domingo, 23 de marzo de 2014

Magnified Photos Show the Intricate Details of Butterfly Wings

This image shows the colorful sunset moth's wing. (Linden Gledhill)

This image shows the colorful sunset moth's wing. (Linden Gledhill)
A pollen grain rests on a Protographium agesilaus butterfly wing. (Linden Gledhill)
The above image shows a magnified Salamis Parhassus wing. (Linden Gledhill)
The above image shows a Citharias aurorean wing. (Linden Gledhill)
More images:

Many photographers aim to catch the beauty of butterflies. But Linden Gledhill takes his photography a step further, showing us the gorgeous patterns at the cellular level.

Gledhill develops biopharmaceuticals to treat cancer and diabetes at an international pharmaceutical company. His photography blends his love of science into an artform. He spends nights and vacations working on his photography projects.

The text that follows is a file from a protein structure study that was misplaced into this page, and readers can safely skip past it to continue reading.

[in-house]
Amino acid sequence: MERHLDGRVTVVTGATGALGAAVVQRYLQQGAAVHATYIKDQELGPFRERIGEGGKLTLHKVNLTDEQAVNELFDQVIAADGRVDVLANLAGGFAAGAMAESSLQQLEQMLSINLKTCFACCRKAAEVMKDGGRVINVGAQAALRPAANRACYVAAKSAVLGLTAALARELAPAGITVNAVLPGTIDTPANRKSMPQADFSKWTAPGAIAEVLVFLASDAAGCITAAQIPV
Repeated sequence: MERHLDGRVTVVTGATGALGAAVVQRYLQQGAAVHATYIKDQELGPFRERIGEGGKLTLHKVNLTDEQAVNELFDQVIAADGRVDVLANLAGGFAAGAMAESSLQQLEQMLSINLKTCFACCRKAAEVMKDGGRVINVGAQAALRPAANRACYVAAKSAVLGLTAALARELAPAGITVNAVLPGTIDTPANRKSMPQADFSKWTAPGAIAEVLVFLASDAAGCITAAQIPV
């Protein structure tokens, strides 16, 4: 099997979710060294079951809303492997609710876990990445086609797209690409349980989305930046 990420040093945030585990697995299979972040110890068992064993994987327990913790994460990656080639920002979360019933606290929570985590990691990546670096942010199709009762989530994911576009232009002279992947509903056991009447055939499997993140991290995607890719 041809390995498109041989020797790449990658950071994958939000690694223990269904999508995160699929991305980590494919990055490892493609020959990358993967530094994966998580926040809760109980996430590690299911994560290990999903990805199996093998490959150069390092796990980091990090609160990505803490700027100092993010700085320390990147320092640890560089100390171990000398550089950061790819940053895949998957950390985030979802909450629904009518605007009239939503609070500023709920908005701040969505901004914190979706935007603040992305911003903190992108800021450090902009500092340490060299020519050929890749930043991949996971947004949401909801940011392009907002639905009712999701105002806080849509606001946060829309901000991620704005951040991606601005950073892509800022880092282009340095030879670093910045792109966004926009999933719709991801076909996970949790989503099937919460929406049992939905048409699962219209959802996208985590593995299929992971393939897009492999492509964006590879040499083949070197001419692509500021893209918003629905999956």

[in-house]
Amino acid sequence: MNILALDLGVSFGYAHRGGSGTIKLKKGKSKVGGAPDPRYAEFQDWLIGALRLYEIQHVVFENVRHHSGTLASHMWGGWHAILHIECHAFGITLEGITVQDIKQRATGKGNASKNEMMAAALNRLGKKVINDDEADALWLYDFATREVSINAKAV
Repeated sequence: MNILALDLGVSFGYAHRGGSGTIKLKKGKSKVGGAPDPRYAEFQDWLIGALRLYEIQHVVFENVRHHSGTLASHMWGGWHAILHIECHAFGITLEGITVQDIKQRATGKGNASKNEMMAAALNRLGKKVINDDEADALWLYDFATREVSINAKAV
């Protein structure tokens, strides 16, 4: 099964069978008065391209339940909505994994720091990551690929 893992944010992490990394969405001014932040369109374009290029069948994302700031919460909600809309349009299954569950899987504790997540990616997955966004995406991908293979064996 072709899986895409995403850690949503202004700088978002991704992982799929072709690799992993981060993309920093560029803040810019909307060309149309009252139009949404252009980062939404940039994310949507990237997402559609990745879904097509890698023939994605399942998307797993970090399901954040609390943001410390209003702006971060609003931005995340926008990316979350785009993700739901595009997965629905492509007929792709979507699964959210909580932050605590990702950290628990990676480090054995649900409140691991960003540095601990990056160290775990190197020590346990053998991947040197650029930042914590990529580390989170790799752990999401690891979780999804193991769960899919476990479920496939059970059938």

I love applying my knowledge and skills in science to achieve images which often people don’t see,” Gledhill told

According to the Library of Congress, the powder seen on butterflies’ wings is similar to scales. Their wings are made of very thin layers of chitin, a derivative of glucose. Similar to solar panels, the wings soak up heat from the sun in order to keep the butterfly warm, The New York Times reported.

In the past, Gledhill has used a standard camera fitted with old microscope lenses on extension tubes. He now uses an Olympus BHT metrology microscope fitted with a StackShot drive to create the images. He also uses LED lighting and high-speed flash along with the microscope.

He usually uses damaged preserved specimens from farm-raised butterflies.

Gledhill’s images cover a range of species and they include moths as well. “I select those with interesting coloration or scale shapes… one of the most spectacular examples is the sunset moth, Urania ripheus,” said Gledhill. “People often think of moths as being drab. This is a day-flying species, hence the bright colors, most of which are achieved by physical structure and not pigments.

ORIGINAL: Weather Channel
By Nicole Bonaccorso

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